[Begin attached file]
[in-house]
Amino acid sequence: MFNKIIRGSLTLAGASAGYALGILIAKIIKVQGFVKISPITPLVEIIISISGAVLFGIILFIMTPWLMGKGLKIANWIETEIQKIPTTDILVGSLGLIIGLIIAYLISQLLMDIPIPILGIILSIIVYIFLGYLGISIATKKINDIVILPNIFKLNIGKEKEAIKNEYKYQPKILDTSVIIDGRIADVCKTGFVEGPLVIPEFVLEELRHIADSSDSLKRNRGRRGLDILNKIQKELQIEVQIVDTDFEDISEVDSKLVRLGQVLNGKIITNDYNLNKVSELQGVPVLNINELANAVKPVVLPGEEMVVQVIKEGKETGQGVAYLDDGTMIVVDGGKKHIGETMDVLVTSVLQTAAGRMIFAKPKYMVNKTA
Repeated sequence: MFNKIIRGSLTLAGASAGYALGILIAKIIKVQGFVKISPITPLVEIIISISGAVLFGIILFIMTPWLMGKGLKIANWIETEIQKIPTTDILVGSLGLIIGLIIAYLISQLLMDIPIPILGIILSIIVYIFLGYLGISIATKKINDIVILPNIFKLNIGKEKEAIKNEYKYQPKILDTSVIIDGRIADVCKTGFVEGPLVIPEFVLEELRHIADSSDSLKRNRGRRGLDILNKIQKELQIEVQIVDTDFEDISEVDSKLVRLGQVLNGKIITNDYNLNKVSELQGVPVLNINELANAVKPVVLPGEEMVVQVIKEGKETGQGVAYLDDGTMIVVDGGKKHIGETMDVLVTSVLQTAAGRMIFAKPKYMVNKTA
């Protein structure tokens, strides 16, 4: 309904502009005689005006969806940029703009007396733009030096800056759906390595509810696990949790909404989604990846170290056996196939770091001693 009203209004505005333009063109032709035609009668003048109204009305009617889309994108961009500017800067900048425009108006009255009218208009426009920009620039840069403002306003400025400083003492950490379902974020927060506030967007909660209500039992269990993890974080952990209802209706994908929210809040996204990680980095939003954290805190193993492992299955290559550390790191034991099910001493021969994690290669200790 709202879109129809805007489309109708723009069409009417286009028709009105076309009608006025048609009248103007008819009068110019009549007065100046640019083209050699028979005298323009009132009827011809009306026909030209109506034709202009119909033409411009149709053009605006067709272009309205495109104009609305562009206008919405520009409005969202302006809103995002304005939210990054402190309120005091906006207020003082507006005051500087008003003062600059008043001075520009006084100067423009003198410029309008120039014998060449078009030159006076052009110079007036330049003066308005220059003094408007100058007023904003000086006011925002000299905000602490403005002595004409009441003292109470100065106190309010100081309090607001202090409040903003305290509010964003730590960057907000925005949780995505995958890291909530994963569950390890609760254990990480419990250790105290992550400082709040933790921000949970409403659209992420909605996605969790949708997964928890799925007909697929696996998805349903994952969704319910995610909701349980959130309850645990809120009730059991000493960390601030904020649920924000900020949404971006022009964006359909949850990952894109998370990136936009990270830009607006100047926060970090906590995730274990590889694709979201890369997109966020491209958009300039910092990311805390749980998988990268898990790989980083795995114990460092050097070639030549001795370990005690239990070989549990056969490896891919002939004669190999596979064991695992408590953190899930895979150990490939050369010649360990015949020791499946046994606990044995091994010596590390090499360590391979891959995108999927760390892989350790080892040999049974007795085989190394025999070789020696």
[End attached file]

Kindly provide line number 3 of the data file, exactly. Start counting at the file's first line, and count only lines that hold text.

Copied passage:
Repeated sequence: MFNKIIRGSLTLAGASAGYALGILIAKIIKVQGFVKISPITPLVEIIISISGAVLFGIILFIMTPWLMGKGLKIANWIETEIQKIPTTDILVGSLGLIIGLIIAYLISQLLMDIPIPILGIILSIIVYIFLGYLGISIATKKINDIVILPNIFKLNIGKEKEAIKNEYKYQPKILDTSVIIDGRIADVCKTGFVEGPLVIPEFVLEELRHIADSSDSLKRNRGRRGLDILNKIQKELQIEVQIVDTDFEDISEVDSKLVRLGQVLNGKIITNDYNLNKVSELQGVPVLNINELANAVKPVVLPGEEMVVQVIKEGKETGQGVAYLDDGTMIVVDGGKKHIGETMDVLVTSVLQTAAGRMIFAKPKYMVNKTA